• The DOE’s SunShot Initiative was launched in 2011 “with the goal of making solar electricity cost-competitive with traditional energy sources without subsidies by 2020.” In just five years the Initiative has achieved more than 90% of its goal to cut the cost of utility-scale solar electricity in the US down to 6¢/kWh. [CleanTechnica]
  • The nation’s energy infrastructure will undergo a significant transformation over the next 10 years, according to a study by Mortenson, a recognized leader in energy and transmission infrastructure. This is due largely to declining costs of energy storage. Of professionals answering a survey, 96% believe the technology is a major key. [AltEnergyMag]
Somers Solar Center (Image: Dominion Resources)

Somers Solar Center (Image: Dominion Resources)

  • A group of 365 companies, including General Mills, Nike, and Starbucks, has urged President-elect Donald Trump to abide by the Paris climate deal. In addition to sticking with the Paris deal, the group urged the US government to have a “Continuation of low-carbon policies,” and to invest “in the low carbon economy.” [Opposing Views]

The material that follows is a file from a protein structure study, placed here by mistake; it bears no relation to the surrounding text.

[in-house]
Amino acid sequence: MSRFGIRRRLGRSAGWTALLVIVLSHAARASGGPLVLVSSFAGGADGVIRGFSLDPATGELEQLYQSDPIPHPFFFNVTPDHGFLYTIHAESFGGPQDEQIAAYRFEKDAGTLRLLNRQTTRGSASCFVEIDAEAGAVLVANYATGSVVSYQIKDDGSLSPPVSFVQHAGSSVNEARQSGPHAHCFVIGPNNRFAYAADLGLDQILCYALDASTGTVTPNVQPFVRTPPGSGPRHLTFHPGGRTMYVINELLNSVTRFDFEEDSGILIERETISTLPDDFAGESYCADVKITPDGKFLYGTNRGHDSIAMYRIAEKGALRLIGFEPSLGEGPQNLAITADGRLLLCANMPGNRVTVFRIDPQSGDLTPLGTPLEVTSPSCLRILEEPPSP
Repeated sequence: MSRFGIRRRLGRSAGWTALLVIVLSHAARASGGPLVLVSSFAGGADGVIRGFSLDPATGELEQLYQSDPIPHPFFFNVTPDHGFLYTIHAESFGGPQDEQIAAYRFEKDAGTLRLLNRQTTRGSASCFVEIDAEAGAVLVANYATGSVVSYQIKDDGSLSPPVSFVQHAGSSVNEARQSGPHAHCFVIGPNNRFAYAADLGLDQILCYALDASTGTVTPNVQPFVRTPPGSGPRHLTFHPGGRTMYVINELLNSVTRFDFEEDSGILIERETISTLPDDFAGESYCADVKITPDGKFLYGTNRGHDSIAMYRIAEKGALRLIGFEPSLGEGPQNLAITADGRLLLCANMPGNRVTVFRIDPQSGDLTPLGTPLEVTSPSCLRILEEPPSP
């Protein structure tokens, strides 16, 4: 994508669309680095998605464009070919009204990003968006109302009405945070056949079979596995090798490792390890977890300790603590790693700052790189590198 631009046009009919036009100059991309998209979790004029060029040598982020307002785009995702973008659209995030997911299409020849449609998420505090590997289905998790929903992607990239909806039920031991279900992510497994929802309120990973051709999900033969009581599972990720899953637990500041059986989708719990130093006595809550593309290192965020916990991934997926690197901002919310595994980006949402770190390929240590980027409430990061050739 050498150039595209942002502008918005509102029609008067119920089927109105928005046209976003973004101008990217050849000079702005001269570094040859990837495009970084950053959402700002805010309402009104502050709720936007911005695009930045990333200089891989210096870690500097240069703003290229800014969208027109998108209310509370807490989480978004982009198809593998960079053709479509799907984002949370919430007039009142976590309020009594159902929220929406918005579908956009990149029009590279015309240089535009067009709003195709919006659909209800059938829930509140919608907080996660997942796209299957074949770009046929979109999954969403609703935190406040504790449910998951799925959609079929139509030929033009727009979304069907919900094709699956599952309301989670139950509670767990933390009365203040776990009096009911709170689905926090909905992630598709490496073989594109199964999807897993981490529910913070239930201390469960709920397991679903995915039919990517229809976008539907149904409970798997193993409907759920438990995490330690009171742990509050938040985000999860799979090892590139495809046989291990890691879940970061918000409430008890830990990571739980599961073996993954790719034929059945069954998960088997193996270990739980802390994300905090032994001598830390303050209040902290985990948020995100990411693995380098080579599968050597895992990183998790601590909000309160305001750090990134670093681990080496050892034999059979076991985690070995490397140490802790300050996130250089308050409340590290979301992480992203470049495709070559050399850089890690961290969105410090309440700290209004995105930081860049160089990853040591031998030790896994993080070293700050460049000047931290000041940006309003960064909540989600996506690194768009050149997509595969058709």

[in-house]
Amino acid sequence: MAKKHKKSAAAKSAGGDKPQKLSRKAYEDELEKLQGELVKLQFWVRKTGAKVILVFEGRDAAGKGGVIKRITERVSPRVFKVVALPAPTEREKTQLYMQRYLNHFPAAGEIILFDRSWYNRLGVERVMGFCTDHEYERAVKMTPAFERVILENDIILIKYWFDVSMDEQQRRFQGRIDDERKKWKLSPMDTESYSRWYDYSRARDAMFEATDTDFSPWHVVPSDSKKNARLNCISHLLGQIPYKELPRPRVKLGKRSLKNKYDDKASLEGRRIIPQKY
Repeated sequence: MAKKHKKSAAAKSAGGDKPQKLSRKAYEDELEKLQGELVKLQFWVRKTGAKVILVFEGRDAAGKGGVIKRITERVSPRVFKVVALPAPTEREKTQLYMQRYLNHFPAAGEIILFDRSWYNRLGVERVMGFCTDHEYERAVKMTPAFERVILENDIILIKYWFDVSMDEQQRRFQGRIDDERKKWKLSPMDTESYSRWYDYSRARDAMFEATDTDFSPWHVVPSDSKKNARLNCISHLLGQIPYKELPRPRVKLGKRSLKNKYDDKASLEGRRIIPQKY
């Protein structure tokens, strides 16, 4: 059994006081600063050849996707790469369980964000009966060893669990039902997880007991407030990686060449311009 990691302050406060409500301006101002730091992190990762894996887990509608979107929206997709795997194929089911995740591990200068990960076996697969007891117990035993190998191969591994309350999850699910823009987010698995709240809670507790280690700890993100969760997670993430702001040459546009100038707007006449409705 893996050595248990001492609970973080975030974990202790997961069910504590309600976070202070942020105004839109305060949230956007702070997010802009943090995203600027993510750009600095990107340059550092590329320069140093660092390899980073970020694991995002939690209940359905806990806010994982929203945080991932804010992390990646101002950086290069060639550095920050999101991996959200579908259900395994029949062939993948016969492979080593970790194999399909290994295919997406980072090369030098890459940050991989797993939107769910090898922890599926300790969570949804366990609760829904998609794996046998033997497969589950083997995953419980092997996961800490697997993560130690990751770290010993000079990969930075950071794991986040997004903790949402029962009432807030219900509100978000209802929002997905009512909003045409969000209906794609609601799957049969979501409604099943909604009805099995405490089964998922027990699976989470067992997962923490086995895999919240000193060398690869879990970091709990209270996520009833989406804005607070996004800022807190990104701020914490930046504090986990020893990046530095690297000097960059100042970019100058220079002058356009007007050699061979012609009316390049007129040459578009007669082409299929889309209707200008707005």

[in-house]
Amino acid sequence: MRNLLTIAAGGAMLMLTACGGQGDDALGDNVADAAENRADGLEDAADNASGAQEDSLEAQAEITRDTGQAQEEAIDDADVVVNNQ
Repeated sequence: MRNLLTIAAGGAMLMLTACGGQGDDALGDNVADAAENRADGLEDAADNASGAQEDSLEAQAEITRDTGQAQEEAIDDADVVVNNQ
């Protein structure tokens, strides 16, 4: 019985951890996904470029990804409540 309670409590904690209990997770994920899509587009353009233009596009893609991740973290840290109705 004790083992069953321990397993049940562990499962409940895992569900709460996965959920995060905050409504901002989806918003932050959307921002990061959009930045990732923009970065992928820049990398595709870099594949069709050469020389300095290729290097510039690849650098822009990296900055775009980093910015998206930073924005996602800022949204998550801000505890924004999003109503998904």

• The US Justice Department filed a lawsuit to block a merger involving one of the key players in the proposed sale of Vermont Yankee. Federal officials say EnergySolutions’ acquisition of Waste Control Specialists, which has agreed to buy the nuclear plant, would create a “near monopoly” in low-level radioactive waste disposal. [vtdigger.org]

Saturday, November 19:

In a photograph taken in Yokosuka, Japan in 2000, sailors of the Peoples Republic of China march past USS Blueridge, (Photo by Jiang, CC BY SA, Wikimedia Commons)

In a photograph taken in Yokosuka, Japan in 2000, sailors of the Peoples Republic of China march past USS Blueridge, (Photo by Jiang, CC BY SA, Wikimedia Commons)

“China Takes the Climate Spotlight as U.S. Heads for Exit” • The election of Donald Trump as president of the United States has the world holding out for a climate hero, and parties at Marrakech are determined that it will be China. China is backing away from neither the challenge nor the Paris Agreement, as Trump vowed to do. [Scientific American]

“Environmentalists search for silver linings” • On November 15, the temperature in Salt Lake City reached 73°, the hottest temperature ever recorded for that date or later in the year. Park City Mountain Resort had already postponed its opening date from to November 26. Climate change, anyone? And yet, there is hope. [The Park Record]

Nearly 400 scientists signed a letter urging Mr Obama to eliminate Arctic offshore drilling. (AP photo)

Nearly 400 scientists signed a letter urging Mr Obama to eliminate Arctic offshore drilling. (AP photo)

The Obama administration has introduced a ban on offshore oil drilling in the Arctic for at least five years. The move is a significant victory for environmentalists who have campaigned for years against drilling in the ecologically fragile region. But Donald Trump, who pledged to increase offshore drilling, could overturn the ban. [BBC]